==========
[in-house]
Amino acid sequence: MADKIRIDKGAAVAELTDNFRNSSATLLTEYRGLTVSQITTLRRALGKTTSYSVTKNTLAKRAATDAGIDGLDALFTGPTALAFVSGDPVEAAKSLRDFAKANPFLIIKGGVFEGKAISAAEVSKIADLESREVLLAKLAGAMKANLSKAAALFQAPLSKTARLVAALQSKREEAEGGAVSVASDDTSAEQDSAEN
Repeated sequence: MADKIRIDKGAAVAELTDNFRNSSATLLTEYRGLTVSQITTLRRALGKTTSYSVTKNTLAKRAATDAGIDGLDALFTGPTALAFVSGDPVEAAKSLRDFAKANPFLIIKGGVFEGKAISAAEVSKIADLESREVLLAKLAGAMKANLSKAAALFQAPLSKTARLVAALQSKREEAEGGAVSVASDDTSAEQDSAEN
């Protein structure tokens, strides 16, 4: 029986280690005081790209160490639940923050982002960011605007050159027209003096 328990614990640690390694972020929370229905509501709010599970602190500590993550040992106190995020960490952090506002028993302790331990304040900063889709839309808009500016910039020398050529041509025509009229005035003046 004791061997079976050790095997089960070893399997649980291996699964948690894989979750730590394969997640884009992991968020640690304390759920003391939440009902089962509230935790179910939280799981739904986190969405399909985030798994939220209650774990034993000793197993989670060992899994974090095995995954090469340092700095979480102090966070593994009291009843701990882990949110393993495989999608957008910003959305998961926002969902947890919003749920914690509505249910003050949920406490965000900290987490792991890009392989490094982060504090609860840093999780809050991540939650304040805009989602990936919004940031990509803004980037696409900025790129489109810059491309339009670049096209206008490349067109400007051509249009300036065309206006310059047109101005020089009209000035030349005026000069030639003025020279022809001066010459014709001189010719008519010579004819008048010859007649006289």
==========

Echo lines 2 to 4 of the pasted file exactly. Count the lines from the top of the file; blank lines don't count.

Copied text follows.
Amino acid sequence: MADKIRIDKGAAVAELTDNFRNSSATLLTEYRGLTVSQITTLRRALGKTTSYSVTKNTLAKRAATDAGIDGLDALFTGPTALAFVSGDPVEAAKSLRDFAKANPFLIIKGGVFEGKAISAAEVSKIADLESREVLLAKLAGAMKANLSKAAALFQAPLSKTARLVAALQSKREEAEGGAVSVASDDTSAEQDSAEN
Repeated sequence: MADKIRIDKGAAVAELTDNFRNSSATLLTEYRGLTVSQITTLRRALGKTTSYSVTKNTLAKRAATDAGIDGLDALFTGPTALAFVSGDPVEAAKSLRDFAKANPFLIIKGGVFEGKAISAAEVSKIADLESREVLLAKLAGAMKANLSKAAALFQAPLSKTARLVAALQSKREEAEGGAVSVASDDTSAEQDSAEN
């Protein structure tokens, strides 16, 4: 029986280690005081790209160490639940923050982002960011605007050159027209003096 328990614990640690390694972020929370229905509501709010599970602190500590993550040992106190995020960490952090506002028993302790331990304040900063889709839309808009500016910039020398050529041509025509009229005035003046 004791061997079976050790095997089960070893399997649980291996699964948690894989979750730590394969997640884009992991968020640690304390759920003391939440009902089962509230935790179910939280799981739904986190969405399909985030798994939220209650774990034993000793197993989670060992899994974090095995995954090469340092700095979480102090966070593994009291009843701990882990949110393993495989999608957008910003959305998961926002969902947890919003749920914690509505249910003050949920406490965000900290987490792991890009392989490094982060504090609860840093999780809050991540939650304040805009989602990936919004940031990509803004980037696409900025790129489109810059491309339009670049096209206008490349067109400007051509249009300036065309206006310059047109101005020089009209000035030349005026000069030639003025020279022809001066010459014709001189010719008519010579004819008048010859007649006289």